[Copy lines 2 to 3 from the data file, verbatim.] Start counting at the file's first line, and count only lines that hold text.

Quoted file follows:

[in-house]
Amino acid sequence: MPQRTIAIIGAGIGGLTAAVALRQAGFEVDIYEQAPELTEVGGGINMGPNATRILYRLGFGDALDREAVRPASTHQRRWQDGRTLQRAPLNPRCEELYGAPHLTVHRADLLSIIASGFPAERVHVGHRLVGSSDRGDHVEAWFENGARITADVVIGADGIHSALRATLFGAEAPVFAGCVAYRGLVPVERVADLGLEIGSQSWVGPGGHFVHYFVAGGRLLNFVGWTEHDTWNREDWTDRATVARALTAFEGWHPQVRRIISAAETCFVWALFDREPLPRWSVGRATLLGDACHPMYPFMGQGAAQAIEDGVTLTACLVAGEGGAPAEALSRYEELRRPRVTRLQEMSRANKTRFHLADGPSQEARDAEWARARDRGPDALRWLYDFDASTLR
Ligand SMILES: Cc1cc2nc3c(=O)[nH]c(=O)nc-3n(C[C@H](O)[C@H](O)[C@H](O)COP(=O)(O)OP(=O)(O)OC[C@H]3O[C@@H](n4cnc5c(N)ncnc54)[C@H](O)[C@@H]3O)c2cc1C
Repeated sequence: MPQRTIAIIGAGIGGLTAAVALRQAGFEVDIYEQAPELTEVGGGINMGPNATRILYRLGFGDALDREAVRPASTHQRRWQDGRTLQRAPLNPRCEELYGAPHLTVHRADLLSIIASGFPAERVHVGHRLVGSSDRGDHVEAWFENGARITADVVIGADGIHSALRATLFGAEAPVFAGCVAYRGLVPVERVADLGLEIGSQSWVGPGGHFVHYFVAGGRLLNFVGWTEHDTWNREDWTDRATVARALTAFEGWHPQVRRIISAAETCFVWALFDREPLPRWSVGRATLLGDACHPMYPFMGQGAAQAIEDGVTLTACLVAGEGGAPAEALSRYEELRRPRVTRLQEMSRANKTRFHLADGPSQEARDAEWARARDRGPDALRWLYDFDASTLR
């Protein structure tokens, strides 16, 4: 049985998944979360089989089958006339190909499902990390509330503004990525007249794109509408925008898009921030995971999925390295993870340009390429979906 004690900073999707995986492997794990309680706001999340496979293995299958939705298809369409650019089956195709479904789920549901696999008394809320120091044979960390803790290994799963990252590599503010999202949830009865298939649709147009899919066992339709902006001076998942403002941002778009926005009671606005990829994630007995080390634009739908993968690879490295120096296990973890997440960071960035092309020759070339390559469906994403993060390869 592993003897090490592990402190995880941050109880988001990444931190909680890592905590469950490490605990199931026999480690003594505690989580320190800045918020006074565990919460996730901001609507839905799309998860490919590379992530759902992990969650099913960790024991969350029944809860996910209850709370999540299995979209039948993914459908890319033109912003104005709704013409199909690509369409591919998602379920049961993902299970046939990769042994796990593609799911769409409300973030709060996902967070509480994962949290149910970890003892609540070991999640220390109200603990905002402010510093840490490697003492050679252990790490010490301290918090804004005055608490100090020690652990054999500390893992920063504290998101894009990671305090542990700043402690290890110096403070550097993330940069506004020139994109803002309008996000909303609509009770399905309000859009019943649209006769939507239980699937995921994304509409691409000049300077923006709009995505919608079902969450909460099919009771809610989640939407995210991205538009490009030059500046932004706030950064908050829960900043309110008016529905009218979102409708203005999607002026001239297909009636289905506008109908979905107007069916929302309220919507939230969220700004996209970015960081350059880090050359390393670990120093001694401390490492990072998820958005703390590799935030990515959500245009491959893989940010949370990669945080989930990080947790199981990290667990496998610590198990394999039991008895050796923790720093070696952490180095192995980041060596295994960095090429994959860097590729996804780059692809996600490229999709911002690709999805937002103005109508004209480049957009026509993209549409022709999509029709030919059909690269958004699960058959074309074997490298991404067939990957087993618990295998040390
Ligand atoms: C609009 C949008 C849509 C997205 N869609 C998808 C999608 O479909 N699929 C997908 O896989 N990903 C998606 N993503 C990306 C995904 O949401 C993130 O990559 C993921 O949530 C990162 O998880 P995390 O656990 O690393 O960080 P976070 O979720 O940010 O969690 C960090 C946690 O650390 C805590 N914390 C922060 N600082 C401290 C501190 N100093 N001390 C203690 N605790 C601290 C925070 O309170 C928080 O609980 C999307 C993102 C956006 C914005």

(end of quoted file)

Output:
Amino acid sequence: MPQRTIAIIGAGIGGLTAAVALRQAGFEVDIYEQAPELTEVGGGINMGPNATRILYRLGFGDALDREAVRPASTHQRRWQDGRTLQRAPLNPRCEELYGAPHLTVHRADLLSIIASGFPAERVHVGHRLVGSSDRGDHVEAWFENGARITADVVIGADGIHSALRATLFGAEAPVFAGCVAYRGLVPVERVADLGLEIGSQSWVGPGGHFVHYFVAGGRLLNFVGWTEHDTWNREDWTDRATVARALTAFEGWHPQVRRIISAAETCFVWALFDREPLPRWSVGRATLLGDACHPMYPFMGQGAAQAIEDGVTLTACLVAGEGGAPAEALSRYEELRRPRVTRLQEMSRANKTRFHLADGPSQEARDAEWARARDRGPDALRWLYDFDASTLR
Ligand SMILES: Cc1cc2nc3c(=O)[nH]c(=O)nc-3n(C[C@H](O)[C@H](O)[C@H](O)COP(=O)(O)OP(=O)(O)OC[C@H]3O[C@@H](n4cnc5c(N)ncnc54)[C@H](O)[C@@H]3O)c2cc1C